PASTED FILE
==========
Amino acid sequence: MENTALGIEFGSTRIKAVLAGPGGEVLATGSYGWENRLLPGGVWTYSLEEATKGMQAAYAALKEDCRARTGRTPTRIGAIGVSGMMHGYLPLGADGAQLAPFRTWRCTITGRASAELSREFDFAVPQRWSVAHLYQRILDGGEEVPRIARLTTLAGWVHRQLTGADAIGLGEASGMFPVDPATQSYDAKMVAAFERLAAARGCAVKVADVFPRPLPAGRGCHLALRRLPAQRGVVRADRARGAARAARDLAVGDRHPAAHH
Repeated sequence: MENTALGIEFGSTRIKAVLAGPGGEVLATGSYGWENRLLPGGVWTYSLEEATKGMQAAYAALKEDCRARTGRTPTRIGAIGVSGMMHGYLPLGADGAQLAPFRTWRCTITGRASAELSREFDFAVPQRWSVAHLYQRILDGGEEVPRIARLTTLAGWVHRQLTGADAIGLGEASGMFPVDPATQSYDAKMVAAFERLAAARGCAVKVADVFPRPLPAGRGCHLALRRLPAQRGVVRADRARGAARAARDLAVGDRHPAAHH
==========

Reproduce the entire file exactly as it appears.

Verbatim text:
Amino acid sequence: MENTALGIEFGSTRIKAVLAGPGGEVLATGSYGWENRLLPGGVWTYSLEEATKGMQAAYAALKEDCRARTGRTPTRIGAIGVSGMMHGYLPLGADGAQLAPFRTWRCTITGRASAELSREFDFAVPQRWSVAHLYQRILDGGEEVPRIARLTTLAGWVHRQLTGADAIGLGEASGMFPVDPATQSYDAKMVAAFERLAAARGCAVKVADVFPRPLPAGRGCHLALRRLPAQRGVVRADRARGAARAARDLAVGDRHPAAHH
Repeated sequence: MENTALGIEFGSTRIKAVLAGPGGEVLATGSYGWENRLLPGGVWTYSLEEATKGMQAAYAALKEDCRARTGRTPTRIGAIGVSGMMHGYLPLGADGAQLAPFRTWRCTITGRASAELSREFDFAVPQRWSVAHLYQRILDGGEEVPRIARLTTLAGWVHRQLTGADAIGLGEASGMFPVDPATQSYDAKMVAAFERLAAARGCAVKVADVFPRPLPAGRGCHLALRRLPAQRGVVRADRARGAARAARDLAVGDRHPAAHH